Our model shows that cryptocurrency volatility can be increased by extrinsic volatility unrelated to fundamentals.
Which data do you use to test your model?
We construct a time series of bitcoin prices from July 2010 to December 2018. We then collect the transaction fees paid by bitcoin users to miners. These fees are high when the trading is large, leading to congestion in the blockchain. Thus, high transaction fees are not only costly by themselves but also signal costs associated with congestion.
Next, we collect information on events likely to affect bitcoin’s transactional costs (such as the shutdown of a large platform) and benefits (such as when bitcoin becomes tradable against a new currency or accepted by merchants). We also collect data about bitcoin thefts and hacks: On average, during the whole sample period, the fraction of bitcoins lost per week is about 0.04%.
We calibrate our model using these data. For simplicity, we assume that investors are risk-neutral.
Were you surprised by your findings?
Using our proxies of transactional costs and benefits, we show that these fundamentals account for part of bitcoin returns. Calibrated required bitcoin weekly returns start very high (above 10% per week), but then decline, to 2% at the end of the sample period.
Crash risk accounts for around 11 percentage points of the required return at the beginning of the sample period, before falling close to zero. The costs associated with mining fees and congestion are negligible, except for 2017. Difficulty in exchanging bitcoin for standard currency initially adds almost 10 percentage points to the required return. Within a year, however, its contribution drops to remain at around eight percentage points.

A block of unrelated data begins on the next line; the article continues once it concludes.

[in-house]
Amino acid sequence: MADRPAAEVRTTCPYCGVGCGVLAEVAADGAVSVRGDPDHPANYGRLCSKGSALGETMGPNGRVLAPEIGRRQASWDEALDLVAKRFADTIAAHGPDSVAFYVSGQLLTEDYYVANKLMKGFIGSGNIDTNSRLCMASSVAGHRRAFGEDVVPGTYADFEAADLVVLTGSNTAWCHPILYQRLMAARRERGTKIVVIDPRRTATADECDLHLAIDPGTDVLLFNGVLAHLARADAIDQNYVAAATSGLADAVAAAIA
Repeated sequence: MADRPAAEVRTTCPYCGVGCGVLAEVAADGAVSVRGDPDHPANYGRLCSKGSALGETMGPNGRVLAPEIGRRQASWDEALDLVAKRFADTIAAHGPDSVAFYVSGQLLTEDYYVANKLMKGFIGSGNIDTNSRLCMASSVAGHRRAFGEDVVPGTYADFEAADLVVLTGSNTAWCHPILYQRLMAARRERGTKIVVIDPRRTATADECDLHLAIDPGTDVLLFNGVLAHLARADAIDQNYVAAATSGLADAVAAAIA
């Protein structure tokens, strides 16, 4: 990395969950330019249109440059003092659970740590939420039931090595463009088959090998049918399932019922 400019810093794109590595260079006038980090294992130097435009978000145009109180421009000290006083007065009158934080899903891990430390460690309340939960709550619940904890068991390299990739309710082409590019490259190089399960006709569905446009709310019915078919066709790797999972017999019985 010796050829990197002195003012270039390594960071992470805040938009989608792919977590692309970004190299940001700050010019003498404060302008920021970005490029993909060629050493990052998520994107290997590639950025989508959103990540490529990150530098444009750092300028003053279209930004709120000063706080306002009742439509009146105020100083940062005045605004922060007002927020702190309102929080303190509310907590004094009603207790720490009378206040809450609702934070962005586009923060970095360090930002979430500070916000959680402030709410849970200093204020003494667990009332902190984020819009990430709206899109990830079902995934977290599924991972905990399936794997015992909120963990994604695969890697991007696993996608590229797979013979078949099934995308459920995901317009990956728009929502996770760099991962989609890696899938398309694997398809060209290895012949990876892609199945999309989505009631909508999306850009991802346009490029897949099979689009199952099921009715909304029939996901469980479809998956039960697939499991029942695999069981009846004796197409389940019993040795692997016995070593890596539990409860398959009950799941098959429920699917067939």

Against these costs, the calibrated transactional benefit starts around zero but hovers around 8% from 2015 onwards. Although this may be implausibly high, it is useful to compare this with cross-border transfer costs, which cryptocurrencies can help to avoid. For example, World Bank data suggests that remittance costs are around 6%.
Consistent with our theoretical predictions, our calibration also shows that changes in net transactional benefits only explain a small share (around 5%) of the variance of bitcoin returns. This implies that a large part of the fluctuation in bitcoin prices reflects extrinsic volatility unrelated to fundamentals.
Where might this research path lead to next?
Reflecting the very large realized bitcoin returns, our calibrated transactional costs and benefits are very large, and arguably implausible. This calls for extensions of our framework that could better rationalize observed returns. Richer specifications, possibly allowing for differences in beliefs, or keeping the probability of a crash high even after a long period without crash, could help match the data with more plausible parameters.
Article published in TSE Reflect, April 2022
- Bruno Biais
- Christophe Bisière
- Matthieu Bouvard
- Catherine Casamatta
- Albert J. Menkveld